For 300000-plus in Minnesota, Friday Medicare deadline doesn’t apply – Star Tribune

The annual open enrollment period for people selecting a Medicare health plan ends Friday, but that doesn’t mean the shopping season is over for more than 300,000 Minnesotans who are losing their Medicare Cost coverage next year.

Beginning Saturday, people losing Cost plans will be eligible for a special enrollment period where they have until month’s end to buy replacement coverage that takes effect Jan. 1, and enrollment options that stretch into 2019.

Last month, the Minnesota Board on Aging said the Friday deadline applied to Cost plan enrollees who want to buy a stand-alone Part D plan for drug coverage, but it turns out the special enrollment period applies to Part D plans, too.

“We got some clarification on that,” said Kelli Jo Greiner, health policy analyst with the Minnesota Board on Aging. “The urgency is not what it is for the other folks, because [people losing Cost plans] do have a special enrollment period. But the sooner people can make a decision, the better it will be for them.”

For most of the 1 million Minnesotans on Medicare, Friday is the deadline for enrolling in a stand-alone Part D plan, which supplements coverage in the original Medicare program, or a Medicare Advantage (MA) plan, where people obtain Medicare benefits through a private health insurer.

The board on aging expects Friday will be a busy day at the state’s Senior LinkAge Line, which provides free help for people considering their options.

“It’s that crunch time where people that haven’t really given it a thought realize: ‘It’s Dec. 7 and I better do something,’ ” Greiner said.

Medicare open enrollment happens every year, and it’s not an issue for those who rely solely on original Medicare. That’s also true for those who buy a “Medigap” policy that supplements the core government program, since people can apply to purchase supplementary coverage at any time.

But the 2018 shopping season has been unusually hectic due to the change with Cost plans, which are being eliminated by federal law across 66 counties in Minnesota next year.

Those losing the coverage have been encouraged to use the sign-up period to consider original Medicare versus the newer MA plans. State officials say people leaving Cost plans should avoid surprise bills next year by enrolling in an MA plan that includes drug coverage or by supplementing original Medicare with Medigap and Part D policies.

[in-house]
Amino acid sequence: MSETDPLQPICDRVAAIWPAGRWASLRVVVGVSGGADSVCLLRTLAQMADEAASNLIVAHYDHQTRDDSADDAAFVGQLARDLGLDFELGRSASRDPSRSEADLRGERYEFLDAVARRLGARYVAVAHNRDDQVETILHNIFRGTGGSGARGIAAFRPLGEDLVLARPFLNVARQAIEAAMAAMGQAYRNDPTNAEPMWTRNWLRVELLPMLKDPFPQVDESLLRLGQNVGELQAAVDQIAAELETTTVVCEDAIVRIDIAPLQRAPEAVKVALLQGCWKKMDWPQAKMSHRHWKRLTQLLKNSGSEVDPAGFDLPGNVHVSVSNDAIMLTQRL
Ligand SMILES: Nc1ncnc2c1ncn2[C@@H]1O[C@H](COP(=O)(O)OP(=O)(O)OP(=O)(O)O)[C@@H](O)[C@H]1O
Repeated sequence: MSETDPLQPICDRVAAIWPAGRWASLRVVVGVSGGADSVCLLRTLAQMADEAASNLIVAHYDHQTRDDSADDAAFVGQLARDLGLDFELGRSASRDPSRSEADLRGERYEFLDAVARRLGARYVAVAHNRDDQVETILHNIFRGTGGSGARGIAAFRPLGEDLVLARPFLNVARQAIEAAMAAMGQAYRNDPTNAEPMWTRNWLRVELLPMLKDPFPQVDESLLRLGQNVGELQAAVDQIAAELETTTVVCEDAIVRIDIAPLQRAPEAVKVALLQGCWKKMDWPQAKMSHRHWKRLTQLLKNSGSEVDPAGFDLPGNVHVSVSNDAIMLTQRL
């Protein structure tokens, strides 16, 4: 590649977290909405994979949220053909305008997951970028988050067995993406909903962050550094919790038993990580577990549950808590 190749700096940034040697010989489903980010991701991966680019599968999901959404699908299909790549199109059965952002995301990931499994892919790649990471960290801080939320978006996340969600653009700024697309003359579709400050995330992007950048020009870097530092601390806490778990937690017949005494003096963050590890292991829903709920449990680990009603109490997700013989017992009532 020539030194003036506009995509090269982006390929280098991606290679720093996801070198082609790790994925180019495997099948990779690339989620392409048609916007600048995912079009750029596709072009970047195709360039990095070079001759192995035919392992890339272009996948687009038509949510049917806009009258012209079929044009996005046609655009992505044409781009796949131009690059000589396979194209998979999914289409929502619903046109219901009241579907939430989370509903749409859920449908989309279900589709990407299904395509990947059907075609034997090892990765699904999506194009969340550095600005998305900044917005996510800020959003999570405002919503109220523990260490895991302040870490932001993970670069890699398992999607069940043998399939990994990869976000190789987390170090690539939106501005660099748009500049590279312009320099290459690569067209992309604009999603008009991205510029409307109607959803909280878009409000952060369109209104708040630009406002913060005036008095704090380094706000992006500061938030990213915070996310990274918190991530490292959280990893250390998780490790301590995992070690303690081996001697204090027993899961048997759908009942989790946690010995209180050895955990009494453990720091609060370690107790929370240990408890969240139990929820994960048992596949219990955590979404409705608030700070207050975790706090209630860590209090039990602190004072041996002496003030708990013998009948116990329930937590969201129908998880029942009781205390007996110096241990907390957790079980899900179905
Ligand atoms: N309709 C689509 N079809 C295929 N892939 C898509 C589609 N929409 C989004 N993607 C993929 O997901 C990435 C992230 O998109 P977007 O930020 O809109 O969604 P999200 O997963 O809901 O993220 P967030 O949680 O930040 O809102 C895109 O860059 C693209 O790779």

Across the country, about two-thirds of beneficiaries are covered by original Medicare, but a growing number have been picking Medicare Advantage.

Medicare Advantage plans often come with lower premiums than the combined premium for a Medigap and Part D plan. Some MA plans don’t charge a monthly premium. MA plans also offer extras such as vision, dental and hearing benefits.

Original Medicare, on the other hand, provides wider access to doctors and hospitals and gives people a choice of Part D coverage from a variety of companies. While Medicare itself only covers 80 percent of costs in many cases, people who use the government program in tandem with Medigap and Part D coverage can see lower copayments for doctor and hospital care than with MA plans.

Among those losing Cost plans, about 142,000 people are being automatically enrolled in new MA plans from their current insurer, although they are free to make a different choice. Some of those being automatically enrolled in an MA plan are finding their doctor is not in the new health plan’s network, Greiner said, and there are cases where the new MA plan’s drug coverage brings much higher copayment requirements.

People losing Cost plans have a one-time right to buy a Medigap plan without answering questions about their health history, which could block enrollment at a later date. This “guaranteed issue” right extends until March 4.

“We have never had so many requests for information on Medigap policies as we have had this year,” Greiner said.

Even so, Minneapolis-based UCare, which is the state’s largest Medicare Advantage insurer, says it’s had a very busy open enrollment period, with consumers drawn by the combined medical and prescription coverage that’s part of most MA plans.

“On Friday, our team will be onsite and available for phone consultations and enrollments until at least 8 p.m., longer if warranted by volume,” said Wendy Wicks, a UCare spokeswoman, via e-mail. “Online enrollment will be available until midnight as well fax service for applications.”

Blue Cross and Blue Shield of Minnesota, HealthPartners and Medica all sell Cost plans, and those companies for 2019 also are selling Medigap plans and Medicare Advantage plans, depending on the county. Kentucky-based Humana sells Medigap plans as well as Medicare Advantage plans in most Minnesota counties.

In 2019, Minnesotans in certain counties can buy Medicare Advantage plans sold by Minnetonka-based UnitedHealthcare as well as a joint venture between Connecticut-based Aetna and the Allina Health System, which is based in Minneapolis.

Beyond contacting the state’s Senior LinkAge Line (1-800-333-2433) or health insurance companies, consumers can get help from insurance agents, the Medicare.gov website or by phoning Medicare (1-800-633-4227).

 

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